In case you didn’t already know this, I get to play on Facebook all day, every day.
I am totally kidding. I hate it when people say that. I might be on Facebook all day but I definitely wouldn’t consider it “playing”. It’s damn hard work, and I’ve learned a lot from working with it day in, day out for nearly 5 years now.
As a Social Media Manager, I work on developing strategies to promote brands via social channels and other engagement platforms. This includes building competitions and offers, content pieces to resonate with my target segments, advertising strategies, fan acquisition strategies and community engagement strategies.
Social media can change overnight. An algorithm update and suddenly you’re back at the drawing board trying to test and learn, test and learn until you start to get a feel “what works” and you A/B split test that with something just slightly different so you can continue to test and learn, test and learn. But I love it! I actually kind of “fell” into it after starting my marketing career in search engine marketing, a set of skills I am so happy to have learned first as it gave me a good handle on tracking the effectiveness of lots of different online marketing platforms. If you’re interested to know how I broke into the digital marketing and social media marketing industry you can read my career story here.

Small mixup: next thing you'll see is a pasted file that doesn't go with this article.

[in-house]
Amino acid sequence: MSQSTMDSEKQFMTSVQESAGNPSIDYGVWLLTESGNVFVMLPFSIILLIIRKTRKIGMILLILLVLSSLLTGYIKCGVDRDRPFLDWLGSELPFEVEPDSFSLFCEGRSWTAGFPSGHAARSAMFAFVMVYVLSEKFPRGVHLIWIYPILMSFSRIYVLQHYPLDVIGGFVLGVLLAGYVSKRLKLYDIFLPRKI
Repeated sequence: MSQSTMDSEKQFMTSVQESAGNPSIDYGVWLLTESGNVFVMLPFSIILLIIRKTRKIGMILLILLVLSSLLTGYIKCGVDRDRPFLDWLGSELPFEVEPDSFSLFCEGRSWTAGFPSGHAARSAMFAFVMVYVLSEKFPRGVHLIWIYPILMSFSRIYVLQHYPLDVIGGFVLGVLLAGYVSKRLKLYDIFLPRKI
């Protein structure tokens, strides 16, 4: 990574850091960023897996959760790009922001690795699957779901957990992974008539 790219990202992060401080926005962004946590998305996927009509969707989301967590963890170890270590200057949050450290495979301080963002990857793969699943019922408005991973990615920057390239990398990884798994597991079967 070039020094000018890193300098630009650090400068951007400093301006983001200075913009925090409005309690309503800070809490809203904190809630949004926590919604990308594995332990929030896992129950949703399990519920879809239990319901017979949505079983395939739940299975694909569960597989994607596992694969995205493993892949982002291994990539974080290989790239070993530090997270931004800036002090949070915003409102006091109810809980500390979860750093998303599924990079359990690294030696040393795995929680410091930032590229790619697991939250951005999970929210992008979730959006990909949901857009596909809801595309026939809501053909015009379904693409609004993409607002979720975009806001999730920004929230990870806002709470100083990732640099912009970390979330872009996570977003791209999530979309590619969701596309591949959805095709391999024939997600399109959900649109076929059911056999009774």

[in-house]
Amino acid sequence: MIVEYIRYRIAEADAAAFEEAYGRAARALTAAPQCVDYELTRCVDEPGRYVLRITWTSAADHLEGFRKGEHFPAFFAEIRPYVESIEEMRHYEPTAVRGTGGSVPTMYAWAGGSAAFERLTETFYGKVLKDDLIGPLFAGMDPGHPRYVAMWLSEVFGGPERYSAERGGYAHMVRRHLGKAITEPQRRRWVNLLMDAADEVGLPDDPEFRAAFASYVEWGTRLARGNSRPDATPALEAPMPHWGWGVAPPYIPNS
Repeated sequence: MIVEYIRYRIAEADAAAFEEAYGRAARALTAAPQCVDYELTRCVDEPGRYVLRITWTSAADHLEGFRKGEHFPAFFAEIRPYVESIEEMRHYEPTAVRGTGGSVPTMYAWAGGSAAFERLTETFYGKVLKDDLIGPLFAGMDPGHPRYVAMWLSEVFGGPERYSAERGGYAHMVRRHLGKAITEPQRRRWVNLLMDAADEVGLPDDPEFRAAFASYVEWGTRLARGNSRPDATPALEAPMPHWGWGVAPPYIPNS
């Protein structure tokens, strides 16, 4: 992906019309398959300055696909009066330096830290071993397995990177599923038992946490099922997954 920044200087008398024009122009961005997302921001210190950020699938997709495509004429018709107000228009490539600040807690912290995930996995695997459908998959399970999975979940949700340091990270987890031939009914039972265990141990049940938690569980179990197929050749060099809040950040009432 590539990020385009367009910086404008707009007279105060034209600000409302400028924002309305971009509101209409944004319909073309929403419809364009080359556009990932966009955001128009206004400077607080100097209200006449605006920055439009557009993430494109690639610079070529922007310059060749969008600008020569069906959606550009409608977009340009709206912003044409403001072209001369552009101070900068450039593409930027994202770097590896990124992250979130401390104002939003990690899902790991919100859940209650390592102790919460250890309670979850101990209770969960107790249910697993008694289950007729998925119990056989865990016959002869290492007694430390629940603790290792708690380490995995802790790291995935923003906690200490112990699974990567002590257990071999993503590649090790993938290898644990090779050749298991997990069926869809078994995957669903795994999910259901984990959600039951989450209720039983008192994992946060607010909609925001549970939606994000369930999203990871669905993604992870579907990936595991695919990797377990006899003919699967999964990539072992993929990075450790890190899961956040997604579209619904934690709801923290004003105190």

After all this time working in the social media space, the single most effective tip I can give is to help people to understand the psychology of each of the social media channels and by that I mean simply: who uses them, and how do they use them. Of course, when you’re building a community there can be slight differences in the way your community will use a channel to interact with your content specifically but generally speaking, there are some key differences that distinguish how people will use one channel verses another, and it’s these things I’ll share with you in this post.
To get the most out of your social media community, the key is to take these learnings and incorporate them into your content strategy.
I thought it would be fun to construct user personas to explain the psychology of social media channels, how they consume content on each channel and what content they’re looking for.
Remember that in addition to understanding how these personas use social media, it is important to consider things such as usage, frequency and demographics on the platforms you’re looking at too. In Australia, I find the yearly Sensis report helpful for finding most of this information.
I hope you find these user personas helpful.
Fran on Facebook:
When Fran is on Facebook she is constantly scanning and constantly scrolling. Her news feed is filled with content from pages, groups and of course ads and in amongst all of that she is scanning to find the one piece of content from her friends.